By: C.G. Morelli
Hello, my name is C.G., and I’m a
sports addict. I don’t know when this obsession began because I can’t remember life without it. Maybe it was something I learned at an early age. Maybe I have some kind of rare genetic defect. It’s hard to say, really. Heck, there could have been something strange in the water I drank as a kid. Come to think of it, though, I didn’t actually drink much water when I was a kid because I was too busy gulping down a different kind of liquid. We called it wooder. Philadelphia
I know, I know…you might say wooder is just another pronunciation of the word “water,” some kind of regional dialect or something. But I know better. There’s much more to it than that. All you have to do is pour yourself a glass and you’ll see the difference. There’s something a little upsetting about a hearty gulp of luke-warm tap wooder. At first taste, it may seem similar to the garden variety water people drink all across this great nation, and probably even around the world; but I’ve been exposed to the Schuykill River’s bounty my whole life. And let me tell you, if you’ve had the same experiences as me then you know that wooder is by no means water. It’s not even close.
I dare you to sip its sweet nectar at some point in your life so you can taste the acrid heaviness of rusty pipe mingling with the stale tang of supplemental fluoride. I’ve borne witness to many an outsider who, after taking a manly swig of wooder, could do nothing but spit it up like a baby who’d just been force-fed a jar of strained peas. But, for those of us who have been gulping it down by the glassful since we were babies, the taste cannot be matched anywhere on Earth.
You really can’t underestimate the importance of wooder. It’s what we all have in common, isn’t it? It’s the source; the thing that makes us the anomaly that we are to those poor souls who have only had the chance to drink plain water. Take me, for example. I’ve been an imbiber of wooder for more than thirty years, and I’ve swallowed enough of that slimy substance to experience its effects first hand. If you were to follow me around for a while, I’m sure you’d pick up at least a few of my…uhhh…quirks. After being in my presence for any prolonged period of time, you may notice an unusual amount of pride welling up inside me for a broken-down city. Or, you may witness a hard-nosed (some would say unhealthy) exuberance for all sporting events that involve Philly or its people in any way. You may even see, in me and in those of my kind, a lack of what people who drink ordinary water would call a “positive outlook.”
Blame it on the wooder, I say, because it runs through your veins, burrowing deeply within, infecting the blood and marking you an imbiber for life. If you don’t believe me, a simple pin can prove my theory. Go ahead and give yourself the slightest prick of the skin so that a few drops of blood trickle onto the tip of the pin. If you drink ordinary, run-of-the-mill water, then you can expect to see a couple of boring, deep red blobs, none different than the ones you’ve seen throughout your life. But, if you’ve been drinking wooder all along, you’ll notice something quite different, something that corresponds with the four seasons. The four seasons in Philly, that is: Baseball, Basketball, Hockey, and Football.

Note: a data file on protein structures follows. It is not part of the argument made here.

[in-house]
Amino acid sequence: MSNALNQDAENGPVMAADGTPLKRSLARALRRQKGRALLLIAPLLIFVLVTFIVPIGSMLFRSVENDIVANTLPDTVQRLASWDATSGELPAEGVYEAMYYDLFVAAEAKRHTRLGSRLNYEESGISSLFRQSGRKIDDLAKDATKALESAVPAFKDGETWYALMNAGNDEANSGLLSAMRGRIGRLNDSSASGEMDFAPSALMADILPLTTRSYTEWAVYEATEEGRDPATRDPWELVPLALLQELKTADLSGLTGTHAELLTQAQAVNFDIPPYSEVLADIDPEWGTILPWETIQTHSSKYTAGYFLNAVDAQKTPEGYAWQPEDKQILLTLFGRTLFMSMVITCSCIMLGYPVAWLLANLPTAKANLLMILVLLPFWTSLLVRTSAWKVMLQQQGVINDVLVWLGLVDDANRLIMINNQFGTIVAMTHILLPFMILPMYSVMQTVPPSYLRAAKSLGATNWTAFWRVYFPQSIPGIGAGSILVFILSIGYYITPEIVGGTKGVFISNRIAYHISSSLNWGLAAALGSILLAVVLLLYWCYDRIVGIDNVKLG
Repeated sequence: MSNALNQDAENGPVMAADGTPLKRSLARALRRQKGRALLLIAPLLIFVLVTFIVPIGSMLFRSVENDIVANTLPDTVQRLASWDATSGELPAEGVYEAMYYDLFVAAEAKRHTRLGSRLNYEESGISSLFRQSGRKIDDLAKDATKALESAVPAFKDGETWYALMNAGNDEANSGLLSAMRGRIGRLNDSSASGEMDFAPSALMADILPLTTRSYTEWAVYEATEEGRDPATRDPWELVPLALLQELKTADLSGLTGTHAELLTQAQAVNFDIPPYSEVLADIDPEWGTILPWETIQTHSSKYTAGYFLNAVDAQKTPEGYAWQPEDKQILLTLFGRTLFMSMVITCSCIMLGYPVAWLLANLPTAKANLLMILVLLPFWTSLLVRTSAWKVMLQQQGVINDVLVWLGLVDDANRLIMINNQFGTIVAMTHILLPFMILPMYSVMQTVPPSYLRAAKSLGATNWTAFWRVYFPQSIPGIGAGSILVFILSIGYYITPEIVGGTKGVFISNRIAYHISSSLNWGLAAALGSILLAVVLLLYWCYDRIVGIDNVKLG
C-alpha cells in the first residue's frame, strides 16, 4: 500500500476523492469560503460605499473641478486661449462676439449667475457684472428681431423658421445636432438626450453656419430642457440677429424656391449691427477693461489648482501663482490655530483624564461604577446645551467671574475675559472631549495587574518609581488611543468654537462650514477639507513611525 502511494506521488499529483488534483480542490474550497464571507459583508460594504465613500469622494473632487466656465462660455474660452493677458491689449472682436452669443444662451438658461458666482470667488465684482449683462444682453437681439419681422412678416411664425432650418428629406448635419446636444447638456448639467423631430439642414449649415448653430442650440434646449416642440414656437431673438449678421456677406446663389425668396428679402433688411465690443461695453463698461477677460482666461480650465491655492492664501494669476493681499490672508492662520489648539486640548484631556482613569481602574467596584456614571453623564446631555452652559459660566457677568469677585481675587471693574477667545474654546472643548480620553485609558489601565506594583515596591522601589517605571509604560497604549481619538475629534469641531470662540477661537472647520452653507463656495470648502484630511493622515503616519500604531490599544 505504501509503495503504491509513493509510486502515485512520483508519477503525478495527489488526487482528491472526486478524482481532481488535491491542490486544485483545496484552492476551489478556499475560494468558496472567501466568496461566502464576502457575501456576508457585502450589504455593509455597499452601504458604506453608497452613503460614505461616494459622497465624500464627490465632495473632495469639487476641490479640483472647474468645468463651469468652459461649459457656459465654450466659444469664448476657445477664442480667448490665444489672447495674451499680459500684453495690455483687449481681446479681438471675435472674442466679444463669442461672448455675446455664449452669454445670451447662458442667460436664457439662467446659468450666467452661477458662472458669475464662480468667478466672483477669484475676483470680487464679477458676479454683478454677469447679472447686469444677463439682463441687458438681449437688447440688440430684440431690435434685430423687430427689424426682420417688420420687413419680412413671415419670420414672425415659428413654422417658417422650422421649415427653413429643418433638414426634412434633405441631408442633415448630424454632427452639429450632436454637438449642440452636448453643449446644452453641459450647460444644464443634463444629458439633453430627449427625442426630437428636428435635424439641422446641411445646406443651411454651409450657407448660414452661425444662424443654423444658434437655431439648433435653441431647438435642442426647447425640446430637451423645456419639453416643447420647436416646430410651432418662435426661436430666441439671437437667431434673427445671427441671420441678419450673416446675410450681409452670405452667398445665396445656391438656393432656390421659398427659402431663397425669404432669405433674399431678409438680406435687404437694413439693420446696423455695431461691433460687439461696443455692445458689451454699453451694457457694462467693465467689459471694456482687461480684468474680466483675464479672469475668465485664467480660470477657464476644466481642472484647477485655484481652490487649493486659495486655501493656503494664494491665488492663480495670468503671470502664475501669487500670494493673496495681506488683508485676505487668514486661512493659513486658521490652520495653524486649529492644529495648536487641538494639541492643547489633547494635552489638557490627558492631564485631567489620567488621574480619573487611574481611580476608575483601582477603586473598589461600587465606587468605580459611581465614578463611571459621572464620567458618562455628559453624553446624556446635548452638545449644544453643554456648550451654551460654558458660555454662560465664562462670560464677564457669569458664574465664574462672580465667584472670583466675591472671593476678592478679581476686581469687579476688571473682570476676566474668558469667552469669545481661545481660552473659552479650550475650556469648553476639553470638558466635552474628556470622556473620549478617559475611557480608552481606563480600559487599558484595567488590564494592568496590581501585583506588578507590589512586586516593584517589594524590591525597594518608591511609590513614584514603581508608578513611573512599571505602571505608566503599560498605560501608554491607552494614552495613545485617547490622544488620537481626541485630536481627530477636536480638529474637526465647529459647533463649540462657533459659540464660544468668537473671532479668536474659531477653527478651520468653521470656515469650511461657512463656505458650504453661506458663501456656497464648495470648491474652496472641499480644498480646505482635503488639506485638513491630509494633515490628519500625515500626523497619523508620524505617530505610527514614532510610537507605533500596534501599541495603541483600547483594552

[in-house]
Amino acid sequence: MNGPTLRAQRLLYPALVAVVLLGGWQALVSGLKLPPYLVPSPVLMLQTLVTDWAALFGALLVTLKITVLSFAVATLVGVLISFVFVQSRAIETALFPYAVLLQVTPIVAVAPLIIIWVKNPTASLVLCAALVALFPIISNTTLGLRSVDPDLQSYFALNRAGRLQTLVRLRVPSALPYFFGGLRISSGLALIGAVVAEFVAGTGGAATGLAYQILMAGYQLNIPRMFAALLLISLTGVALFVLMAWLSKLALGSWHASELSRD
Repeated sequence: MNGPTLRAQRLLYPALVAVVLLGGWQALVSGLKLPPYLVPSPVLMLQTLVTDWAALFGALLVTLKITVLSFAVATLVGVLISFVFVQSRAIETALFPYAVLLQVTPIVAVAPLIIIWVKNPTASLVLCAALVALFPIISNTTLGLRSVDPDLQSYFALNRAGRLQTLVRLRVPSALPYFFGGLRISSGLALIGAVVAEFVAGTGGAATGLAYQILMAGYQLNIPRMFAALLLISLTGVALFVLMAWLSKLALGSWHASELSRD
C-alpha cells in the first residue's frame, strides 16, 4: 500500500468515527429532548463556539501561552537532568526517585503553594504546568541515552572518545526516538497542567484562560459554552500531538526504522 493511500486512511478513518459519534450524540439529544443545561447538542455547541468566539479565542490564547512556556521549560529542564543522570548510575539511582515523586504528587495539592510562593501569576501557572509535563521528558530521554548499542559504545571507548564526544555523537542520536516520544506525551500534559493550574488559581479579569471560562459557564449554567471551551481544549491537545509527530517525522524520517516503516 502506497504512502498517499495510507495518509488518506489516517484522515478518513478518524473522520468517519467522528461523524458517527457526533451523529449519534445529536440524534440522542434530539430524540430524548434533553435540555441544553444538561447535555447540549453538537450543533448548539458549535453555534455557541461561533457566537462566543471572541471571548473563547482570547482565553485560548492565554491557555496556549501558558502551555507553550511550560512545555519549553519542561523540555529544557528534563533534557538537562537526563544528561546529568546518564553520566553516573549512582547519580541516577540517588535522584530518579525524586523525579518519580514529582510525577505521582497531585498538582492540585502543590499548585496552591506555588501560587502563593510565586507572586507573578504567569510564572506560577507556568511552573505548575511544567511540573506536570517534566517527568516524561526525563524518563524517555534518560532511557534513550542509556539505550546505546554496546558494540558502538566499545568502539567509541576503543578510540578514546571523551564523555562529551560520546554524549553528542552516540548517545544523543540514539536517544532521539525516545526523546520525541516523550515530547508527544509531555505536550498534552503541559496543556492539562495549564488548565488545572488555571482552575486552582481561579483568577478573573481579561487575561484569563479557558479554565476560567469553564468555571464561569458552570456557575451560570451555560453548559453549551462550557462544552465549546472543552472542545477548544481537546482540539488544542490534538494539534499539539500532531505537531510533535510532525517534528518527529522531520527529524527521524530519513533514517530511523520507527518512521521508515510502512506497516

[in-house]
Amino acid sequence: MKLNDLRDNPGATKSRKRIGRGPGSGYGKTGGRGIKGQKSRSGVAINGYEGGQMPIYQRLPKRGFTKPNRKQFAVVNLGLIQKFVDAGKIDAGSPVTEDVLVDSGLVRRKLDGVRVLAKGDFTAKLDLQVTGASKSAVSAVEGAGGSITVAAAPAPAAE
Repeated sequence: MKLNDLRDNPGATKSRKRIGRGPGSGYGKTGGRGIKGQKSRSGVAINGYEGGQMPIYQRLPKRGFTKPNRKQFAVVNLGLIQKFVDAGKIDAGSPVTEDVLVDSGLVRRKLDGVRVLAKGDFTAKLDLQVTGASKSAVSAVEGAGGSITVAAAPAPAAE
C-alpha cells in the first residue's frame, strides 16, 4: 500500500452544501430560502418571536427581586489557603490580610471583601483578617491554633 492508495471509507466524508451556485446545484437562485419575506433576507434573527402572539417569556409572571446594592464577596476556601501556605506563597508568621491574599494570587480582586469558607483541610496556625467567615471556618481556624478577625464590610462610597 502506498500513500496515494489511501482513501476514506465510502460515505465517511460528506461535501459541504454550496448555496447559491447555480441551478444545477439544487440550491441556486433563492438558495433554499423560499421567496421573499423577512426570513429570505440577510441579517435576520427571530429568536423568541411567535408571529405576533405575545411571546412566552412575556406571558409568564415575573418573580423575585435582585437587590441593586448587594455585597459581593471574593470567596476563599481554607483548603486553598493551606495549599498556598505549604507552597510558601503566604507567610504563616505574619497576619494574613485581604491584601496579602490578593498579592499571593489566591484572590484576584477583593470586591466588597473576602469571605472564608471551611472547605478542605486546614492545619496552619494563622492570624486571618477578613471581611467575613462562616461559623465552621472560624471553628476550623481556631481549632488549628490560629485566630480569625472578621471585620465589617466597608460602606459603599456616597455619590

In the musty, humid months of Philadelphian summer, I can prick my skin to produce a few drops of bright red blood. In the damp months of late spring, as large clusters of burgundy buds begin to form on the graying branches of the deciduous trees, the blood squeezed from my veins oozes a distinct orange; sometimes I can get a few red, white, and blue drops in a very lucky year.
Of course, when the summer winds down and the final weekends along the
have been spent, the blood that runs through my veins is a deep, midnight green. And there is no blood more hungry, more envious of the champion than that which spills the color of the turf at the Linc. Sadly, sheer desire has not translated into ultimate victory. Jersey Shore
Our flagship franchise has remained unfulfilled; disillusioned and annoyed by years of empty hoping and stale wait-till-next-year promises. Outsiders often stare in our direction and wonder, “Hey, buddy, why the brash attitude?” or “Where’d ya get the chip, pal?” I just return their glare each time with a look that says, “It’s the wooder, kid. There’s somethin’ in the wooder.” It’s just who we are and what we know. It’s what makes the football culture in this great city something special. Championships or not, ten losses or 10,000 losses, it simply doesn’t matter.
So, if you want to brand me as some kind of addict, then go right ahead. I’ll keep standing up here with my glass of wooder, admitting to all of you that I can’t possibly do without my teams or my fair city. Call me a chump, call me weak...whatever. Because even though I stand up here by myself, I know I’m by no means alone. Here’s to you Philly, old pal. I toast to you in advance…with a great big glass of wooder.
Go Birds. This year will be different.